Monday, April 16, 2007

A decent campaign or political survival

As I observe my friends doing their campaigns for the 2007 elections, I am amazed about how manyof them are actually torn between the terrible choices of sustaining their ideals/values and losing in the election or doing what the opponents are doing and fighting it out to the last peso!

As I have observed my friends (and former friends) who have actually won electoral positions, the same digfficulty is perceived: to what extend can they sustain their values and advocacies without their reelection being endangered by various interest and lobby groups.

Thus, the common line that I usually hear among politicians is that winning must come first, while advocacies and call for reforms must be done after the position has been secured. After all, nobody takes a loser seriously.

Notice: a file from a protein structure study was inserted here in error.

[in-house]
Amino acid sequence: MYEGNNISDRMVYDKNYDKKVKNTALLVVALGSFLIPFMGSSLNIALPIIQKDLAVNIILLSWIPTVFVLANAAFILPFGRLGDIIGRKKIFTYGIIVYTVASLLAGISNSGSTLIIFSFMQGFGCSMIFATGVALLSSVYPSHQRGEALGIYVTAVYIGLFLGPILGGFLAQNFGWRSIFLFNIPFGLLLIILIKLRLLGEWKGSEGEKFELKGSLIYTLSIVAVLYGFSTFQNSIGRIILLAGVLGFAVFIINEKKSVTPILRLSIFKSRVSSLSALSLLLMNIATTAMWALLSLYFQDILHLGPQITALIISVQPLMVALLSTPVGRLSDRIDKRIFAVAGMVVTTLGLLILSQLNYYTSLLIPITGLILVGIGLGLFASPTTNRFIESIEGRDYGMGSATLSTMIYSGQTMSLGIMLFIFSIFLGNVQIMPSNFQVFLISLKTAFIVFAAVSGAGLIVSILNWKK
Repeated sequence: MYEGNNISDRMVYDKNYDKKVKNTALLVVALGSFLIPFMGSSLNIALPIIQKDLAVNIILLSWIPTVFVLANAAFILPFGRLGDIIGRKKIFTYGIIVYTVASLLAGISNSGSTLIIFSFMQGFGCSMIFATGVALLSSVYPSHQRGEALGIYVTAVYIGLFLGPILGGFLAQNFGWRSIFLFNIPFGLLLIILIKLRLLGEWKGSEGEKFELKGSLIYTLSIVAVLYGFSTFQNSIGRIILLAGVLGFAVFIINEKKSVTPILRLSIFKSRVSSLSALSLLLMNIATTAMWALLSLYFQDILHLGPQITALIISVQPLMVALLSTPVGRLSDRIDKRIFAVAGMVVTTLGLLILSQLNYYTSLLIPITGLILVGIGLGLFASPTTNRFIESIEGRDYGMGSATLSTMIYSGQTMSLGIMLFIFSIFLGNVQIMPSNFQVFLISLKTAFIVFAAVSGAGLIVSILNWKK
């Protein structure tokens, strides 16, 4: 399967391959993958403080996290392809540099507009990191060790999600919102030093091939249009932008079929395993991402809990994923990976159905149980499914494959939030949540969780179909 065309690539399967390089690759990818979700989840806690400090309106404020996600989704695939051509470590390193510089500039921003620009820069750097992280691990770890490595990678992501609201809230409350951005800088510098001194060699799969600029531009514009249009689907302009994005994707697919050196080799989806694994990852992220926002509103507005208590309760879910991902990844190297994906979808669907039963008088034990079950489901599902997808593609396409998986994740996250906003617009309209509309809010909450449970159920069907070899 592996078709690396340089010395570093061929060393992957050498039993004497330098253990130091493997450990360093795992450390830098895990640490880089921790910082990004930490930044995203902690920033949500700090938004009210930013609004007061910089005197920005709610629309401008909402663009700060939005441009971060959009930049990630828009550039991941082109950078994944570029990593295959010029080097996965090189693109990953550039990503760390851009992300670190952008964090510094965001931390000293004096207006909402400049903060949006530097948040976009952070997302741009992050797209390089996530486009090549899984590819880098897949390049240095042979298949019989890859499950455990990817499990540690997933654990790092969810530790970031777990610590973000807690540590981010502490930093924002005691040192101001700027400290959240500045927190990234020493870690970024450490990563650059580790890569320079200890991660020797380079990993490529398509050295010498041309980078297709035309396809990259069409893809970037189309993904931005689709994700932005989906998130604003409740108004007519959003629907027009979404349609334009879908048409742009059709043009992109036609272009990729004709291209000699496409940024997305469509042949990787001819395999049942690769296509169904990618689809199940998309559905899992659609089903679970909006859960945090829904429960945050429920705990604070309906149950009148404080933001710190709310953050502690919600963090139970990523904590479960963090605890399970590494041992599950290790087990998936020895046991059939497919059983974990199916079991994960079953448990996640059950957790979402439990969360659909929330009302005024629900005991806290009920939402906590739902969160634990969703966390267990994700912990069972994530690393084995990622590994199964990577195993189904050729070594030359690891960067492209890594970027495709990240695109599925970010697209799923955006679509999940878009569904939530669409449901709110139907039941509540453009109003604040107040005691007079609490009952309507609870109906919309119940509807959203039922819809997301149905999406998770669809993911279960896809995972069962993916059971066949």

This may sound logical. Unfortunately, experiences proved otherwise. Many of those who are supposedly reform-minded people who has fallen into elected positions found themeselves in an entirely new and frightening arena. Many are paralyzed by the pressures, neglecting the supposed duty of instituting reforms after the position has been won. Others simply gave up and became embedded part of the system and institution they so passionately want to change!

A lesson must be seen here. Politics is not about good intentions. Instead, it is about an individuals capacity to wield power and use it effectively. At the same time, it is also about the person's power to master himself and avoiding any delusion of grandeur or absolute authority.

After all, elected positions are given as some sort of trust to those who win elections. And such trust can be very fragile, particularly when viewed within the larger context of political, economic, and cultural realities.

Thus, it may not necessarily be a choice between being decent and committing political suicide or being trapo and surviving the fight. Instead, its about the capacity to be competent and passionate for social change while continuing to have fatih in the people whose trust every politician is trying to win over.

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